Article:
BAM/PFA Presents: Spring Documentary Voices Film Series Curated by Jeffrey Skoller & Kathy Geritz
February 19, 2021
6 Programs of new non-fiction film with livestream conversations between the filmmakers and Film & Media Dept Faculty, Nico Pereda, Rizvana Bradley, Natalia Brizuela & Jeffrey Skoller. Plus Book talk with Prof. Jaimie Baron
Click here to watch the films!
And, click here for a list of all of the current streaming films at BAMPFA!
Landfall, closing on February 19th
Cecilia Aldarondo United States/Puerto Rico, 2020
Filmmaker Cecilia Aldarono in Conversation with Prof. Jeffrey Skoller
Bicycles of Nhanderu (Bicicletas de Nhanderú) Patricia Ferreira Pará Yxapy, Ariel Duarte Ortega, Brazil, 2011. The second film made by the Mbyá-Guarani Cinema Collective, Patricia Ferreira Pará Yxapy and Ariel Duarte Ortega’s Bicycles of Nhanderu depicts the everyday life of the Mbyá-Guarani in the filmmakers’ village of Koenju, in southern Brazil.
Guardians of the Forest (Zawxiperkwe Ka’a: Guardiões da Floresta) Jocy Guajajara, Milson Silva Guajajara, Brazil, 2019. The documentary Guardians of the Forest A group has taken on the perilous work of patrolling the Indigenous lands of Caru, where they encounter illegal livestock grazing, logging operations, and land grabs. As their territorial demarcations are not enforced by the government, Indigenous assemblies negotiate these ongoing conflicts.
The Two Sights, available from February 12th-28th
Canada, United Kingdom, 2020
Wednesday, February 17, 7 PM PST: Livestream conversation: Prof. Nicolás Pereda and filmmaker Joshua Bonnetta.
In an experimental evocation of the gift of second sight, Joshua Bonnetta (El Mar La Mar) infuses the landscape of Scotland’s Outer Hebrides with otherworldly tales and meanings. Over several years, while immersing himself in the landscape of the Outer Hebrides islands off the coast of Scotland, filmmaker Joshua Bonnetta (El Mar La Mar) collected stories related to second sight—the inherited capacity of some islanders to see and hear the unusual and unexplained and to understand these visions’ meaning, a gift disappearing in the modern age.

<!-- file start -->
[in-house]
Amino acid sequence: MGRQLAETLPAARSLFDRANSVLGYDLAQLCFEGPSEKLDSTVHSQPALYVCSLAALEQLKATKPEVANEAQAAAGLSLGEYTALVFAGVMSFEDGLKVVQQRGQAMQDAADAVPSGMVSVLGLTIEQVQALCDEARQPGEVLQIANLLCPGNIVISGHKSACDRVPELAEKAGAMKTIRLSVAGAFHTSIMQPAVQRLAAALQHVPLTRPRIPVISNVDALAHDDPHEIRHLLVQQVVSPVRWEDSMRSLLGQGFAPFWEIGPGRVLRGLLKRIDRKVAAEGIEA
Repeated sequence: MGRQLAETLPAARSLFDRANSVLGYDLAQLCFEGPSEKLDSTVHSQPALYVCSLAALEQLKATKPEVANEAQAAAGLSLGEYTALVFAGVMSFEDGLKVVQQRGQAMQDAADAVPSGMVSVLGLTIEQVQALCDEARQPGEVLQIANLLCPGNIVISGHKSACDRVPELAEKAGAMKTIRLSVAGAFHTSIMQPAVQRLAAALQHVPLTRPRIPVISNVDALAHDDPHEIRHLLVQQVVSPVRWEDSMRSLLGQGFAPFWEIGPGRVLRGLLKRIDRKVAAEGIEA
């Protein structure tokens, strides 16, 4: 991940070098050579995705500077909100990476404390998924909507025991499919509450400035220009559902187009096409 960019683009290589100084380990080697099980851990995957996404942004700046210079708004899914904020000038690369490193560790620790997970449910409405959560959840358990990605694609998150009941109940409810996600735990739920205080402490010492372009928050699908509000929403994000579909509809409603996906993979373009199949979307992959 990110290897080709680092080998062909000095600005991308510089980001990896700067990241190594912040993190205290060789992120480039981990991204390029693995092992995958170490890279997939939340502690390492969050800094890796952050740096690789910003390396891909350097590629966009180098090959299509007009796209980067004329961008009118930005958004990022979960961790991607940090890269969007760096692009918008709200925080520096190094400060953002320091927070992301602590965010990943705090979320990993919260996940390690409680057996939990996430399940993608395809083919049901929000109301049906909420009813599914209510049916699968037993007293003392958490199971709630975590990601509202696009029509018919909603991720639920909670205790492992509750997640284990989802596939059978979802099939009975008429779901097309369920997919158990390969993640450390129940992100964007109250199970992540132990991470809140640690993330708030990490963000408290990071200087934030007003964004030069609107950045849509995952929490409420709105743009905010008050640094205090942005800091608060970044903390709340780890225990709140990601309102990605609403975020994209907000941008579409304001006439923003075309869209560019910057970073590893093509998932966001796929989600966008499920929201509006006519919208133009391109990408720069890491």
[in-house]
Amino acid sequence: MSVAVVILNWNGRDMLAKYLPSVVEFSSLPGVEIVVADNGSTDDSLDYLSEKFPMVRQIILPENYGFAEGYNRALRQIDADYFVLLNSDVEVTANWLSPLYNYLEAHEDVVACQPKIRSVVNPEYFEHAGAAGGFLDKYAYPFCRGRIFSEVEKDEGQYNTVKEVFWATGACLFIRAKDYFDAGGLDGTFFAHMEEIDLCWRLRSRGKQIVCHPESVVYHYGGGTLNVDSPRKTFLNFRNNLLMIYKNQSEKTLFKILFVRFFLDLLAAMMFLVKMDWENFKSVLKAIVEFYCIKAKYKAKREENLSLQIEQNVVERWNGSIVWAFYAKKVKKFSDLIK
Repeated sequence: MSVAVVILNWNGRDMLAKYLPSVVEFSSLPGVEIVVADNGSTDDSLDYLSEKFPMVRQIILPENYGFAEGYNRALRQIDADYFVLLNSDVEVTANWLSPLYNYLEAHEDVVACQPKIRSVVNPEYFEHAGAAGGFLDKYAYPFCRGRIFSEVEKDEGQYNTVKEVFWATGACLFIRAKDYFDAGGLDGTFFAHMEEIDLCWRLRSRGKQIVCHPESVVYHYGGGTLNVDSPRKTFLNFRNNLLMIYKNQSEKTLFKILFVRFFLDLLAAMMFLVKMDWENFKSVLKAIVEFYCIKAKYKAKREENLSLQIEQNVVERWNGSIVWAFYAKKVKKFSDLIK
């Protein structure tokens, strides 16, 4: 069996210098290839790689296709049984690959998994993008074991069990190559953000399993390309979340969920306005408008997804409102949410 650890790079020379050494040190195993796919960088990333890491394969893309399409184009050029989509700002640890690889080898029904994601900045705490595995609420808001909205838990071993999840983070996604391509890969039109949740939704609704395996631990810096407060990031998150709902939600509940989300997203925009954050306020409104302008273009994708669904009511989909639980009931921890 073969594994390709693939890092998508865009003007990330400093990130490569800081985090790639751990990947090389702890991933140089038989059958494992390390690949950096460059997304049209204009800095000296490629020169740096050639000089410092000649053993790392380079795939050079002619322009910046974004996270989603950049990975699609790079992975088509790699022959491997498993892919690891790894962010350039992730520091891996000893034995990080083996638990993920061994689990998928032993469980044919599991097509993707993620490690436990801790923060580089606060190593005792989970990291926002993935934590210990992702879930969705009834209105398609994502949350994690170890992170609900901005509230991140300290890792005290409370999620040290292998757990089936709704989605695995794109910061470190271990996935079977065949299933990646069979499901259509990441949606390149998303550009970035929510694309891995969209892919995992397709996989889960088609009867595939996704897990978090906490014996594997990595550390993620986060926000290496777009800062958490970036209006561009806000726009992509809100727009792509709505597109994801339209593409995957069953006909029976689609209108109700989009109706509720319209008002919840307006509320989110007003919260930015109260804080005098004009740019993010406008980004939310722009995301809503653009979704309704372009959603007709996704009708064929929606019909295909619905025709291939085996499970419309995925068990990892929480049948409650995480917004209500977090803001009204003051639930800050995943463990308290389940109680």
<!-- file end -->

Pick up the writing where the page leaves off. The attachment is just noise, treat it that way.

Un film dramatique, available March 5th-April 18th
In conversation with Phil Halpern is director of the School in Communication Arts and Sciences And teaches video production to teenagers at Berkeley High School
Éric Baudelaire, a French filmmaker describes his new film Un film dramatique, made by twenty middle school students in Saint-Denis, on the outskirts of Paris as they explore the details and politics of their daily lives: “We worked with the students in a very open-ended manner, with two guiding principles. The first was that I wasn’t there to teach them anything. The second was that we would make a film that starts as a film about them, slowly becoming a film made with them, and eventually, after four years, it would end up as a film by them.” Together they imagine a new type of collaborative film; in the end, as makers, they are empowered.
The Inheritance, available March 12th-April 4th
United States, 2020
Wednesday, March 17, 7 PM PST: Livestream conversation with Prof. Rizvana Bradley